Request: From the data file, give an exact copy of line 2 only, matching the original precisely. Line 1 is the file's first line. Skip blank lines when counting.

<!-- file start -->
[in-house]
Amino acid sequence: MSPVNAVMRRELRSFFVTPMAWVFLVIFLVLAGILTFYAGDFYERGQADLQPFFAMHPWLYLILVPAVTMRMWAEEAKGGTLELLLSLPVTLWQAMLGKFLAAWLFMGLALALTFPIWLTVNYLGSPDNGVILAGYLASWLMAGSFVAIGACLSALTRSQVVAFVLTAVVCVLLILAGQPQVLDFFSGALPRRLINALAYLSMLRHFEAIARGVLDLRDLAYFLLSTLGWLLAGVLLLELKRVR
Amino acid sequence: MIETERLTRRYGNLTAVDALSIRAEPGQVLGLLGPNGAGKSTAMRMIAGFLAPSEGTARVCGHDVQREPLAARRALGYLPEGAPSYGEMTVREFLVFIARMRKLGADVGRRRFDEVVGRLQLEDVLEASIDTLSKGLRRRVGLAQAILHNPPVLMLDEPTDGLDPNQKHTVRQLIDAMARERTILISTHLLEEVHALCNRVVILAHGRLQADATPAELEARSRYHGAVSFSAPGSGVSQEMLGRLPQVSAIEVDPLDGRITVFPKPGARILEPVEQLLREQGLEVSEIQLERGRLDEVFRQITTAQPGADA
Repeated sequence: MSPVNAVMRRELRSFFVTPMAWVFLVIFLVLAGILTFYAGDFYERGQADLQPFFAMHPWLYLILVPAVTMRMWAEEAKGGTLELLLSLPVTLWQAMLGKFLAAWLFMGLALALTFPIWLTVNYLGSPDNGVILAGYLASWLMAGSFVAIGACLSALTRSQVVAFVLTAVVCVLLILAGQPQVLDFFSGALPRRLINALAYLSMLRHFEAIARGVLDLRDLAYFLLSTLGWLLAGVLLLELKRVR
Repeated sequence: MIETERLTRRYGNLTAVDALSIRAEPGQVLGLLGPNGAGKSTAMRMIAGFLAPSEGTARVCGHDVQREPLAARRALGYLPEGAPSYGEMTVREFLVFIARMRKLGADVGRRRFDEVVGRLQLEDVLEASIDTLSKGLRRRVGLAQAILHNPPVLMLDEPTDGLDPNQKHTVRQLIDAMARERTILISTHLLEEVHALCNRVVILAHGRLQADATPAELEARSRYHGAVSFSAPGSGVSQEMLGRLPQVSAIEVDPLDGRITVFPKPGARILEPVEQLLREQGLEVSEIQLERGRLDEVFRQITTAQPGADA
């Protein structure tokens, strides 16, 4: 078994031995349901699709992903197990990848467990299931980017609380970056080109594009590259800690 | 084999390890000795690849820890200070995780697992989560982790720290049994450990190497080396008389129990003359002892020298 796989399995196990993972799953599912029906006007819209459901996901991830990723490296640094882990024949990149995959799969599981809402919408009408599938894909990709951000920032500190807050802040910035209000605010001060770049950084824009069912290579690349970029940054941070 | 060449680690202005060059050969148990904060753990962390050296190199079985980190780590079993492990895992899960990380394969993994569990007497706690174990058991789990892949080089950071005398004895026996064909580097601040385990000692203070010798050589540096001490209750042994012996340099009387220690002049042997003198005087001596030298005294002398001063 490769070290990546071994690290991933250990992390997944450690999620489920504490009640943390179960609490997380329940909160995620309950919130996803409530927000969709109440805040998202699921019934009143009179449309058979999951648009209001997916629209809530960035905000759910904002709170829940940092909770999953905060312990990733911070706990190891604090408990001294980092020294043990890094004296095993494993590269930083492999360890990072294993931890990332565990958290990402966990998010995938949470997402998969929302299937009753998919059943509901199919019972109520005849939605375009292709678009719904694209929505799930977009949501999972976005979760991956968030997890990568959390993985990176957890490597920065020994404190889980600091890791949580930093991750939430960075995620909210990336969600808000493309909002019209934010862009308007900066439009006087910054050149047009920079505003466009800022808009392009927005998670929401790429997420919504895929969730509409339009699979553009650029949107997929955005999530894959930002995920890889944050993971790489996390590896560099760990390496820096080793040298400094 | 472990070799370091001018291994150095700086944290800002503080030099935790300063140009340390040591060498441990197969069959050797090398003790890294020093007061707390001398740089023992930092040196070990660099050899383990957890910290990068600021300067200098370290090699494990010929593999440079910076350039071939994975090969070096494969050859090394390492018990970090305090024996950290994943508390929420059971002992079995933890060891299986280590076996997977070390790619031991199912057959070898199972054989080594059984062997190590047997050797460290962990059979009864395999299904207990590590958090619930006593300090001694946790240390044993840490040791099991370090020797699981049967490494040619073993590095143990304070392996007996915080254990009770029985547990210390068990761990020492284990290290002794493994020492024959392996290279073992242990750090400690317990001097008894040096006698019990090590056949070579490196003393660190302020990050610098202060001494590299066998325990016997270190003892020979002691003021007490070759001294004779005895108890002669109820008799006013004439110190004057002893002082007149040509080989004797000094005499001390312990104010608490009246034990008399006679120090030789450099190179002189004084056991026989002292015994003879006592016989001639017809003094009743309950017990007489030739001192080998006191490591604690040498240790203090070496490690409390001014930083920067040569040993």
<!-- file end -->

Amino acid sequence: MSPVNAVMRRELRSFFVTPMAWVFLVIFLVLAGILTFYAGDFYERGQADLQPFFAMHPWLYLILVPAVTMRMWAEEAKGGTLELLLSLPVTLWQAMLGKFLAAWLFMGLALALTFPIWLTVNYLGSPDNGVILAGYLASWLMAGSFVAIGACLSALTRSQVVAFVLTAVVCVLLILAGQPQVLDFFSGALPRRLINALAYLSMLRHFEAIARGVLDLRDLAYFLLSTLGWLLAGVLLLELKRVR